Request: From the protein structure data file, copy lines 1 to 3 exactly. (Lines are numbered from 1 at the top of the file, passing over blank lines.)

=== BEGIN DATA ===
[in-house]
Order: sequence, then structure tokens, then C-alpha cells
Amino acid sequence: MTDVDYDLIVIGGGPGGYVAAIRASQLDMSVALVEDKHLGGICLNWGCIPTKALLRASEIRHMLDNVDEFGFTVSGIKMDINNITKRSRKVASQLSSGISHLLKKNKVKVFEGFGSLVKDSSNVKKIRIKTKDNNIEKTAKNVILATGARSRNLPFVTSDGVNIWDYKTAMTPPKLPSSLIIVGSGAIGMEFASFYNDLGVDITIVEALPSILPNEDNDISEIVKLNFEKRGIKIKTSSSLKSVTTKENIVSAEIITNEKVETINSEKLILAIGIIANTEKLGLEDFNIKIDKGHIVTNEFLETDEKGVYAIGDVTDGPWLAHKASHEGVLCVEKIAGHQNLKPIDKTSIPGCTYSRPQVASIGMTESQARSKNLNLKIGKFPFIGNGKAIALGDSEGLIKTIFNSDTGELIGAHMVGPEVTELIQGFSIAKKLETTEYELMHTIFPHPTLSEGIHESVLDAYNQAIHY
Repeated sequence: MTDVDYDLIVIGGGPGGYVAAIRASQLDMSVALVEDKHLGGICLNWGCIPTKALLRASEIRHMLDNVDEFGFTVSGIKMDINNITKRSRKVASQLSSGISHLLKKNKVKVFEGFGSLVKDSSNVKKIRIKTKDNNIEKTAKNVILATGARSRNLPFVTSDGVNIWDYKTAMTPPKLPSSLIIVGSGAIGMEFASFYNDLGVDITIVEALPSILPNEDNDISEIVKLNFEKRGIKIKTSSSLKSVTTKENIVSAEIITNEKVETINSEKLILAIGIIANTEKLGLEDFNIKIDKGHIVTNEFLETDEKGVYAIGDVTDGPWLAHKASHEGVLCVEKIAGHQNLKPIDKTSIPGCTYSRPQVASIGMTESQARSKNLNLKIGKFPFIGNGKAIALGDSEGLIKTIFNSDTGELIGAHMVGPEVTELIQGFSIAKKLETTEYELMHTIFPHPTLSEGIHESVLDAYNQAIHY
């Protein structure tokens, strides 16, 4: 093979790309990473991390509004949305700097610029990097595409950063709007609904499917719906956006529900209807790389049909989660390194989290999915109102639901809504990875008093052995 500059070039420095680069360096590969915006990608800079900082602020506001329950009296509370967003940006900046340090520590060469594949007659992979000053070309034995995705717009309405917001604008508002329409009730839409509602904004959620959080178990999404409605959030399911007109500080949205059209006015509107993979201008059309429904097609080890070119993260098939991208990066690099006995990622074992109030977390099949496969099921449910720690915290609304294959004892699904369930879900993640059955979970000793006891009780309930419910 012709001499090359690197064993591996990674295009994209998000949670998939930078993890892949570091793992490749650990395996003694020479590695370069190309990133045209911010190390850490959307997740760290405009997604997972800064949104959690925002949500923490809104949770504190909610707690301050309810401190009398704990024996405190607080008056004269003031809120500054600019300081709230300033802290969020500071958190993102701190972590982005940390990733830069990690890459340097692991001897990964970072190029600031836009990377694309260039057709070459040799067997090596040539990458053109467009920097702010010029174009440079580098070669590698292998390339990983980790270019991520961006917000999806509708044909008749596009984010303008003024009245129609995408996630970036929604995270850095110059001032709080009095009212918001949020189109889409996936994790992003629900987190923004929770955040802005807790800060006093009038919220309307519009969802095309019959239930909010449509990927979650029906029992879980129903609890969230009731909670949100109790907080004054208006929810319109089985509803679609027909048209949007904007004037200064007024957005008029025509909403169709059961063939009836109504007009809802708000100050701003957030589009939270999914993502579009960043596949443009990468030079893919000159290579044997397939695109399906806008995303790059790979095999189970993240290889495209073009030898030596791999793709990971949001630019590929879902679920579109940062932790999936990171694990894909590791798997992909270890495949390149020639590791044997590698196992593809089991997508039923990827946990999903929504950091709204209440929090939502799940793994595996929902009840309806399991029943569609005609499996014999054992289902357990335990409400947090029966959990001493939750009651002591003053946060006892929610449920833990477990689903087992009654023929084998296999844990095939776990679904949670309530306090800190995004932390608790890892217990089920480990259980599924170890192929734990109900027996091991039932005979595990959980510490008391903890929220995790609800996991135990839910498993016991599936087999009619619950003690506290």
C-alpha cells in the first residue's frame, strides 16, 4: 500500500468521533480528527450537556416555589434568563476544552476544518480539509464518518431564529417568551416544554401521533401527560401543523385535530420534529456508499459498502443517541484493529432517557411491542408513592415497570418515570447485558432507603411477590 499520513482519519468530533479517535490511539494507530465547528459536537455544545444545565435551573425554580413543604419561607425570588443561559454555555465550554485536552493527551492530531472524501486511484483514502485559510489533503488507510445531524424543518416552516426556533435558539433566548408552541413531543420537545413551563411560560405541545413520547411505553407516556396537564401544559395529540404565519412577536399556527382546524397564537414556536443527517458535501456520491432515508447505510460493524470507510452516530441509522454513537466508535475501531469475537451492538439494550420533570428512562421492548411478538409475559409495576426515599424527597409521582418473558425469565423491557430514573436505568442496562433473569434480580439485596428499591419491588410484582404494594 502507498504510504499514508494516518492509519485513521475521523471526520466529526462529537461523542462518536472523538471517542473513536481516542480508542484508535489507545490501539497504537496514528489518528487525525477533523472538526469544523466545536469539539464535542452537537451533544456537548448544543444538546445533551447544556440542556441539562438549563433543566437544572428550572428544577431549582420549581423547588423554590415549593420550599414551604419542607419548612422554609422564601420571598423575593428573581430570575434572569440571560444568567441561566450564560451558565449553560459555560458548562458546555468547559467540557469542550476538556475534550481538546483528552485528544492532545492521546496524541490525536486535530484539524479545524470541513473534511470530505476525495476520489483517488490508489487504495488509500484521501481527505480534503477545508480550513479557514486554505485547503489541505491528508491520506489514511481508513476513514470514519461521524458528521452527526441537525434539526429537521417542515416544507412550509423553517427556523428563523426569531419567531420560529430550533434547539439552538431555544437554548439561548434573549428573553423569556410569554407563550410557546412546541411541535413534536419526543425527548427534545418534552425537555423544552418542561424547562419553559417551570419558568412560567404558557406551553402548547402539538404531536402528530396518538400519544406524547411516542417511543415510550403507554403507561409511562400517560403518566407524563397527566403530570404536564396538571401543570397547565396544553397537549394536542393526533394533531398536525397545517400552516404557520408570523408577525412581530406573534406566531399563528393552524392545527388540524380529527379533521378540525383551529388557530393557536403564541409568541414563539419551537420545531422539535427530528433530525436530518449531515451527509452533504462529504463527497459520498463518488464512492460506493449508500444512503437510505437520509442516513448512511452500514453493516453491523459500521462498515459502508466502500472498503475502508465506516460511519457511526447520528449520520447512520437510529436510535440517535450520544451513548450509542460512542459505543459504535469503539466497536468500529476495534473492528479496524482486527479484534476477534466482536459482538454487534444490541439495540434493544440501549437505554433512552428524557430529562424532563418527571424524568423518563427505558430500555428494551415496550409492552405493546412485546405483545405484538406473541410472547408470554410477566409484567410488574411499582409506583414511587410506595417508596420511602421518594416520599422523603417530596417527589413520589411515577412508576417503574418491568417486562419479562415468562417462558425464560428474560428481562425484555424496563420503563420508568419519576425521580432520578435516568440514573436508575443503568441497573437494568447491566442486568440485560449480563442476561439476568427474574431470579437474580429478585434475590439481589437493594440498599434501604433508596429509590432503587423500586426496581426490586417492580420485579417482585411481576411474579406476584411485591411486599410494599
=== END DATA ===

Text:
[in-house]
Order: sequence, then structure tokens, then C-alpha cells
Amino acid sequence: MTDVDYDLIVIGGGPGGYVAAIRASQLDMSVALVEDKHLGGICLNWGCIPTKALLRASEIRHMLDNVDEFGFTVSGIKMDINNITKRSRKVASQLSSGISHLLKKNKVKVFEGFGSLVKDSSNVKKIRIKTKDNNIEKTAKNVILATGARSRNLPFVTSDGVNIWDYKTAMTPPKLPSSLIIVGSGAIGMEFASFYNDLGVDITIVEALPSILPNEDNDISEIVKLNFEKRGIKIKTSSSLKSVTTKENIVSAEIITNEKVETINSEKLILAIGIIANTEKLGLEDFNIKIDKGHIVTNEFLETDEKGVYAIGDVTDGPWLAHKASHEGVLCVEKIAGHQNLKPIDKTSIPGCTYSRPQVASIGMTESQARSKNLNLKIGKFPFIGNGKAIALGDSEGLIKTIFNSDTGELIGAHMVGPEVTELIQGFSIAKKLETTEYELMHTIFPHPTLSEGIHESVLDAYNQAIHY